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Am J Pathol. 2016 Nov;186(11):2887-2908. doi: 10.1016/j.ajpath.2016.07.018.

Accumulation of Ubiquitin and Sequestosome-1 Implicate Protein Damage in Diacetyl-Induced Cytotoxicity.

Author information

1
Health Effects Laboratory Division, National Institute for Occupational Safety and Health, Centers for Disease Control and Prevention, Morgantown, West Virginia. Electronic address: ahubbs@cdc.gov.
2
Health Effects Laboratory Division, National Institute for Occupational Safety and Health, Centers for Disease Control and Prevention, Morgantown, West Virginia.
3
Health Effects Laboratory Division, National Institute for Occupational Safety and Health, Centers for Disease Control and Prevention, Morgantown, West Virginia; Department of Forensic and Investigative Science, West Virginia University, Morgantown, West Virginia.
4
Health Effects Laboratory Division, National Institute for Occupational Safety and Health, Centers for Disease Control and Prevention, Morgantown, West Virginia; College of Veterinary Medicine, University of Georgia, Athens, Georgia.
5
Health Effects Laboratory Division, National Institute for Occupational Safety and Health, Centers for Disease Control and Prevention, Morgantown, West Virginia; School of Medicine, West Virginia University, Morgantown, West Virginia.
6
Duke University School of Medicine, Durham, North Carolina.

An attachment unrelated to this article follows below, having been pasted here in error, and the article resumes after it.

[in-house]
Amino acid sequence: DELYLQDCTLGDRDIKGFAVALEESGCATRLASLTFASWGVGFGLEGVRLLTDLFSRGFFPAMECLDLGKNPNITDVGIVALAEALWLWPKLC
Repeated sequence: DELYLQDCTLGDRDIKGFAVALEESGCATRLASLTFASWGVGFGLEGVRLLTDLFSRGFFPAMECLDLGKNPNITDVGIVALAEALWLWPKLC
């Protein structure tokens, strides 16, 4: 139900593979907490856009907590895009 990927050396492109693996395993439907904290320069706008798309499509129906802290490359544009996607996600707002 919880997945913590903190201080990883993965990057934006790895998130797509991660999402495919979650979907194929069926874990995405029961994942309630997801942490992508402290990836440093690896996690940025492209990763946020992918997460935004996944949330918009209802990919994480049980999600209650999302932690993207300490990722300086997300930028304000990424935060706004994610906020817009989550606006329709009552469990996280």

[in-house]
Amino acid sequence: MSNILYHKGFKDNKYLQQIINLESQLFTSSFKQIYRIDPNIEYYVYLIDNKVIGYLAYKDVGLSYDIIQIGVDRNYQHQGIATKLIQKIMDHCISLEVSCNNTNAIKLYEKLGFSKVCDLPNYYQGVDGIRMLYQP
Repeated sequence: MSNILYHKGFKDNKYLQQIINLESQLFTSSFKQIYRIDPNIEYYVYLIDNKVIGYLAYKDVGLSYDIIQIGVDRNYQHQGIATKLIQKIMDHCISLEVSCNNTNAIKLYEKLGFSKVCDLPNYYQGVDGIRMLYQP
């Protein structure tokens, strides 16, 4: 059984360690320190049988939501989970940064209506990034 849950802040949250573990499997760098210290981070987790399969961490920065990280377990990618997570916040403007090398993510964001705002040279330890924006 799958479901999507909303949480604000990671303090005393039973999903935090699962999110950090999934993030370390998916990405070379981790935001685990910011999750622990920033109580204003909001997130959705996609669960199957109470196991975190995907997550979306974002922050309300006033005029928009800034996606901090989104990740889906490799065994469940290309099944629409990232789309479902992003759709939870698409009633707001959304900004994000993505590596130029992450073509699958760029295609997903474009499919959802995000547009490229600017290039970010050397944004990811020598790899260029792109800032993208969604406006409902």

7
Health Effects Laboratory Division, National Institute for Occupational Safety and Health, Centers for Disease Control and Prevention, Morgantown, West Virginia; Centers for Neuroscience, West Virginia University, Morgantown, West Virginia.

Abstract

Inhaled diacetyl vapors are associated with flavorings-related lung disease, a potentially fatal airway disease. The reactive α-dicarbonyl group in diacetyl causes protein damage in vitro. Dicarbonyl/l-xylulose reductase (DCXR) metabolizes diacetyl into acetoin, which lacks this α-dicarbonyl group. To investigate the hypothesis that flavorings-related lung disease is caused by in vivo protein damage, we correlated diacetyl-induced airway damage in mice with immunofluorescence for markers of protein turnover and autophagy. Western immunoblots identified shifts in ubiquitin pools. Diacetyl inhalation caused dose-dependent increases in bronchial epithelial cells with puncta of both total ubiquitin and K63-ubiquitin, central mediators of protein turnover. This response was greater in Dcxr-knockout mice than in wild-type controls inhaling 200 ppm diacetyl, further implicating the α-dicarbonyl group in protein damage. Western immunoblots demonstrated decreased free ubiquitin in airway-enriched fractions. Transmission electron microscopy and colocalization of ubiquitin-positive puncta with lysosomal-associated membrane proteins 1 and 2 and with the multifunctional scaffolding protein sequestosome-1 (SQSTM1/p62) confirmed autophagy. Surprisingly, immunoreactive SQSTM1 also accumulated in the olfactory bulb of the brain. Olfactory bulb SQSTM1 often congregated in activated microglial cells that also contained olfactory marker protein, indicating neuronophagia within the olfactory bulb. This suggests the possibility that SQSTM1 or damaged proteins may be transported from the nose to the brain. Together, these findings strongly implicate widespread protein damage in the etiology of flavorings-related lung disease.

PMID:
27643531
PMCID:
PMC5222965
DOI:
10.1016/j.ajpath.2016.07.018
[Indexed for MEDLINE]
Free PMC Article

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